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Types of super funds

Get to know your fund better

Page reading time: 5 minutes

When you start a job, you can usually choose a super fund or let your employer choose for you.

Understanding the basics can help you work out what kind of account to get and whether it's right for you.

If you want to choose your own — or change your account — there are plenty of options.

MySuper or choice super

In Australia, your super can be paid into a MySuper or choice super account. Check with your super fund if you're not sure what type of account you have.


Most super funds offer a simple, low-fee option, called a MySuper product. This is the default product your employer will use for you unless you choose a different option. 

MySuper accounts generally have either a 'single diversified' or a 'lifecycle' investment option.

Even if you've already chosen a super investment option within your existing fund, you can choose to move to a MySuper option.

Choice super

Super funds also offer a range of ways to invest your money in super, including pre-mixed investment options in assets such as shares and property.

These investment options are called 'choice' super products. You actively make a choice about where your super in invested, rather than going with the default MySuper option.

For help choosing investments in your super, see super investment options.

Accumulation or defined benefit funds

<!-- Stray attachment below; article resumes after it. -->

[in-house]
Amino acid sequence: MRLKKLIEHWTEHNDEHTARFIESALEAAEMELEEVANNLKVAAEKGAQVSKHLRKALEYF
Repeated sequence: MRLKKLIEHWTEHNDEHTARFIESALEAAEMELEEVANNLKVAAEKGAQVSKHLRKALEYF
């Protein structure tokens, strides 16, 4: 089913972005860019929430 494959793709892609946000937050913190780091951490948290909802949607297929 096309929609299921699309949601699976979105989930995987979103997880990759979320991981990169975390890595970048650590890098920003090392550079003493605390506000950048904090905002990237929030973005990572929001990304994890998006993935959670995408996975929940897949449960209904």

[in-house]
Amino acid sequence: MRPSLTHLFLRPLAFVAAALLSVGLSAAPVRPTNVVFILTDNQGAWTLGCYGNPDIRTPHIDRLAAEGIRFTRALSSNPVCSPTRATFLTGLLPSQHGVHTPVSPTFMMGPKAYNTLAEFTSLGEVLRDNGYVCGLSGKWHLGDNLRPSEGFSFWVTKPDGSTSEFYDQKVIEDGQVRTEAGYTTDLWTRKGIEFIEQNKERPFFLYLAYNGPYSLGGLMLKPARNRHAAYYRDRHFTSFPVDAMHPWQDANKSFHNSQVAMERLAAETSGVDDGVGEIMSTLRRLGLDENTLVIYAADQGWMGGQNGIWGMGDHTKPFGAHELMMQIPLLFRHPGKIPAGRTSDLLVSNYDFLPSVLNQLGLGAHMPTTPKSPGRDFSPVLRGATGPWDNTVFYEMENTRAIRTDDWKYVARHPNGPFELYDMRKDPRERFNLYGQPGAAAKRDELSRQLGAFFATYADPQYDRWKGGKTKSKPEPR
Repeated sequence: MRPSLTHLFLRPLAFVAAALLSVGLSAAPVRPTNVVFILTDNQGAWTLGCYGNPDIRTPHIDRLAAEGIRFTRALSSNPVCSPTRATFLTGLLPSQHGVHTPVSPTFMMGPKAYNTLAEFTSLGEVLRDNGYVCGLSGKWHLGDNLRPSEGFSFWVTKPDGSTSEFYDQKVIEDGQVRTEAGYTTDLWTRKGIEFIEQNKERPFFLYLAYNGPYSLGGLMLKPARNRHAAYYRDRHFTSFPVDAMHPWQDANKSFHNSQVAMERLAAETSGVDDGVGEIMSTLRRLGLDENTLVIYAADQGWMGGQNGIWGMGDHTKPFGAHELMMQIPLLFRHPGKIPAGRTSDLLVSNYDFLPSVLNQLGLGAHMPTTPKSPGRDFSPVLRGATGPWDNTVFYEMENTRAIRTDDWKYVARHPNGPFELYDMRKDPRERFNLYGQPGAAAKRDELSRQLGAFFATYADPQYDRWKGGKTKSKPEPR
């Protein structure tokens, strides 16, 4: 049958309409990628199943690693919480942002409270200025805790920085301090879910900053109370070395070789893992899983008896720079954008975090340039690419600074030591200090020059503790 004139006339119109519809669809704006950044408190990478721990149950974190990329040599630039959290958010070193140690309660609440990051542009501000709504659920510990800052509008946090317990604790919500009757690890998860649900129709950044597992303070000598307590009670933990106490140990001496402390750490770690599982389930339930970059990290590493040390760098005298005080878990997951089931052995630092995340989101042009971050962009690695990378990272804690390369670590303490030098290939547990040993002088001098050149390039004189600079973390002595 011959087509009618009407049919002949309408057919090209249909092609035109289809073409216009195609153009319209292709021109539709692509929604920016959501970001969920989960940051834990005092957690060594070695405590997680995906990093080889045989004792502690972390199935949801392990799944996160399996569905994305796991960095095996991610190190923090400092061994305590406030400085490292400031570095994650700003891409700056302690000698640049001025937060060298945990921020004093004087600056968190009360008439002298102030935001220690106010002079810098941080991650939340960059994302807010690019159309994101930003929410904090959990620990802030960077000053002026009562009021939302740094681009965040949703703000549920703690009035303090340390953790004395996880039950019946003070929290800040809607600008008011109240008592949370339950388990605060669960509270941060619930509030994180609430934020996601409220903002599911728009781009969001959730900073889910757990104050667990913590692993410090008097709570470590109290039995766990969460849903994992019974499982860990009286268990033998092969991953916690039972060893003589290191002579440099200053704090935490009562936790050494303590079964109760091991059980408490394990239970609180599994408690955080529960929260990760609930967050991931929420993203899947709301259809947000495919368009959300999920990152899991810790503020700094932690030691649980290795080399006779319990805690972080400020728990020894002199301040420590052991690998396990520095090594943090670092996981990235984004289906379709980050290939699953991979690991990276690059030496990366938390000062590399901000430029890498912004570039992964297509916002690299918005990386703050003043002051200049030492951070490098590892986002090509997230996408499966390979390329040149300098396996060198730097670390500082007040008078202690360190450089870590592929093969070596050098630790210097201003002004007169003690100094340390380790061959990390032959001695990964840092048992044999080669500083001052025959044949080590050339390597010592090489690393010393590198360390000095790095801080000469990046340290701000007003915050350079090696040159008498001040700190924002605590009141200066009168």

There are two kinds of super funds: accumulation funds and defined benefit funds. Most super funds are accumulation funds.

Accumulation funds

In an accumulation fund, your money grows or 'accumulates' over time.

The value of your super depends on:

Defined benefit funds

In a defined benefit fund, your retirement benefit is determined by a formula instead of being based on investment return.

Most defined benefit funds are corporate or public sector funds. Many are now closed to new members.

Typically, your benefit is calculated using:

If you're thinking about leaving a defined benefit fund, get professional advice. Some funds are very generous, so make sure you'll be better off. If you leave, you can't rejoin.


Super fund categories

Most super funds fall into one of the following categories: retail, industry, public sector or corporate.

Retail super funds

Retail funds are usually run by banks or investment companies. Anyone can join.

Main features:

Industry super funds

Anyone can join the bigger industry funds. Smaller funds may only be open to people working in a certain industry, for example, health.

Main features:

Public sector super funds

Public sector funds are for government employees.

Main features:

Corporate super funds

A corporate fund is arranged by an employer for their employees.

Some large companies operate a corporate fund under a board of trustees who they appoint. Other corporate funds are operated by a retail or industry fund, but are only available to that company's employees.

Main features:

Self-managed super funds

To weigh up the pros and cons of managing your own super fund, see self-managed super funds.